On the ferry he is paranoid and unstable; he punches a man he believes to be menacing him, only to discover later that this man is a childhood friend who was trying to greet him. He falls off a jetty and soaks the only clothes he has brought with him. He takes it into his head to chop down a tree his mother has always complained of in front of the cottage, thinking it will please her. He hangs around her, needy and clinging, when it is apparent that she wants to be left alone; and worse still, apparent that she is disappointed in him, in the failure of his marriage and in his underachievement generally.

Stella by Siegfried Lenz, translated from the Germany by Anthea Bell (Germany, Other Press)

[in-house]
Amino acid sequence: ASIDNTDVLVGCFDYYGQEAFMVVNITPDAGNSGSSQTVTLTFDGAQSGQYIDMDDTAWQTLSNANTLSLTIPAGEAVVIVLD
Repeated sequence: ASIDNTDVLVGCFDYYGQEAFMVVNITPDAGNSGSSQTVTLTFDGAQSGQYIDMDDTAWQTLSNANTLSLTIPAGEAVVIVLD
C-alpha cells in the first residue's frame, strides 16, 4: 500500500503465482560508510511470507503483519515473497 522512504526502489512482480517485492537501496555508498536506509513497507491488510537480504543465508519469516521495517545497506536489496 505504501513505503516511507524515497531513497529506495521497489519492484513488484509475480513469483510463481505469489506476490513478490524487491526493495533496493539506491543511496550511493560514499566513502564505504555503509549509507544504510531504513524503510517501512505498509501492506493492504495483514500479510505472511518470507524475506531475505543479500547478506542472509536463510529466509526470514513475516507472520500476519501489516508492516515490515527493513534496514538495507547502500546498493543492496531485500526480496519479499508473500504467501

This is just the first of several interesting translations that Other Press will be bringing out over the next few months. Stella is a student-teacher love story, although according to the jacket copy, “there is nothing salacious about their relationship, nor is it just a case of a crush between teacher and student.” The novel starts at the end, at Stella’s funeral, and the praise for Lenz’s “Heminway-esque” style is intriguing.

The Insufferable Gaucho by Roberto Bolano, translated from the Spanish by Chris Andrews (Chile, New Directions)

Another Bolano! Another collection of short stories! I can’t find the ND page for this book, but here’s a link to what I assume is the title story that appeared in the New Yorker a few years back. Opening sentence is so Bolano: “In the opinion of those who knew him well, Héctor Pereda had two outstanding virtues: he was a caring and affectionate father and an irreproachable lawyer with a record of honesty, in a time and place that were hardly conducive to such rectitude.”

A Novel Bookstore“: by Laurence Cosse, translated from the French by Alison Anderson (France, Europa Editions)

I’ll just let Europa describe this book-related mystery: